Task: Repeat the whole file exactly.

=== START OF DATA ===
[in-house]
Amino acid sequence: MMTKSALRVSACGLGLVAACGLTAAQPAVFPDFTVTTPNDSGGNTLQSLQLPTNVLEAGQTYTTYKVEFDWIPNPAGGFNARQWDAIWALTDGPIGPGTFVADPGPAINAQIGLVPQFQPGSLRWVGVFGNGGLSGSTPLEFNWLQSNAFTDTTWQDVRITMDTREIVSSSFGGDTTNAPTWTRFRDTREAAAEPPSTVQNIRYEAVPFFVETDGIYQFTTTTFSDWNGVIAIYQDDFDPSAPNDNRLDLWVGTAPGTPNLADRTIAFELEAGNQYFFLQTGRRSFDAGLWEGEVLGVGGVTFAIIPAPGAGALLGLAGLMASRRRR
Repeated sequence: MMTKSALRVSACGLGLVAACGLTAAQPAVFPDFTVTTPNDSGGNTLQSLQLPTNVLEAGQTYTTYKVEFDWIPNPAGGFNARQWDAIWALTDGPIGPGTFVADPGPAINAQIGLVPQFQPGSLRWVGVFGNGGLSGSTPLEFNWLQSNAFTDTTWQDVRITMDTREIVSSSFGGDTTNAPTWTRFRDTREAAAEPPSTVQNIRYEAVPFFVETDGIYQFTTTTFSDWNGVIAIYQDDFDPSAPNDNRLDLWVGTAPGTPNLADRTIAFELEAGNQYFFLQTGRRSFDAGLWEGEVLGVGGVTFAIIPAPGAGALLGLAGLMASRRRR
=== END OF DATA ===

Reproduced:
[in-house]
Amino acid sequence: MMTKSALRVSACGLGLVAACGLTAAQPAVFPDFTVTTPNDSGGNTLQSLQLPTNVLEAGQTYTTYKVEFDWIPNPAGGFNARQWDAIWALTDGPIGPGTFVADPGPAINAQIGLVPQFQPGSLRWVGVFGNGGLSGSTPLEFNWLQSNAFTDTTWQDVRITMDTREIVSSSFGGDTTNAPTWTRFRDTREAAAEPPSTVQNIRYEAVPFFVETDGIYQFTTTTFSDWNGVIAIYQDDFDPSAPNDNRLDLWVGTAPGTPNLADRTIAFELEAGNQYFFLQTGRRSFDAGLWEGEVLGVGGVTFAIIPAPGAGALLGLAGLMASRRRR
Repeated sequence: MMTKSALRVSACGLGLVAACGLTAAQPAVFPDFTVTTPNDSGGNTLQSLQLPTNVLEAGQTYTTYKVEFDWIPNPAGGFNARQWDAIWALTDGPIGPGTFVADPGPAINAQIGLVPQFQPGSLRWVGVFGNGGLSGSTPLEFNWLQSNAFTDTTWQDVRITMDTREIVSSSFGGDTTNAPTWTRFRDTREAAAEPPSTVQNIRYEAVPFFVETDGIYQFTTTTFSDWNGVIAIYQDDFDPSAPNDNRLDLWVGTAPGTPNLADRTIAFELEAGNQYFFLQTGRRSFDAGLWEGEVLGVGGVTFAIIPAPGAGALLGLAGLMASRRRR